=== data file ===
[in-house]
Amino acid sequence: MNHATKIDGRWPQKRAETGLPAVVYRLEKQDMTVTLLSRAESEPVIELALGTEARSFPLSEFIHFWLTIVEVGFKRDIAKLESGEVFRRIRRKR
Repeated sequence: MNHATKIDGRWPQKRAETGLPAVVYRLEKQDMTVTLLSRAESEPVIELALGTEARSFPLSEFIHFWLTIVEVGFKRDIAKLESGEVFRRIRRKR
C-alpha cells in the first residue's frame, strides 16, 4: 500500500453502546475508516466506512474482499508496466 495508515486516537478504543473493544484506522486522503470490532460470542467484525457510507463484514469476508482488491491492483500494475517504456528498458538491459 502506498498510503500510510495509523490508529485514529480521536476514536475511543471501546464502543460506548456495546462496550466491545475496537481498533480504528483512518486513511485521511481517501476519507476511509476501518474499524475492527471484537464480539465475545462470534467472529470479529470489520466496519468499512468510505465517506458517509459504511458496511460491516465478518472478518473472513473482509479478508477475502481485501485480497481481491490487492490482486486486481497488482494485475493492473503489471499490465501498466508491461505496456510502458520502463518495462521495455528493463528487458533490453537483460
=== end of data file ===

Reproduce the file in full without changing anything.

[in-house]
Amino acid sequence: MNHATKIDGRWPQKRAETGLPAVVYRLEKQDMTVTLLSRAESEPVIELALGTEARSFPLSEFIHFWLTIVEVGFKRDIAKLESGEVFRRIRRKR
Repeated sequence: MNHATKIDGRWPQKRAETGLPAVVYRLEKQDMTVTLLSRAESEPVIELALGTEARSFPLSEFIHFWLTIVEVGFKRDIAKLESGEVFRRIRRKR
C-alpha cells in the first residue's frame, strides 16, 4: 500500500453502546475508516466506512474482499508496466 495508515486516537478504543473493544484506522486522503470490532460470542467484525457510507463484514469476508482488491491492483500494475517504456528498458538491459 502506498498510503500510510495509523490508529485514529480521536476514536475511543471501546464502543460506548456495546462496550466491545475496537481498533480504528483512518486513511485521511481517501476519507476511509476501518474499524475492527471484537464480539465475545462470534467472529470479529470489520466496519468499512468510505465517506458517509459504511458496511460491516465478518472478518473472513473482509479478508477475502481485501485480497481481491490487492490482486486486481497488482494485475493492473503489471499490465501498466508491461505496456510502458520502463518495462521495455528493463528487458533490453537483460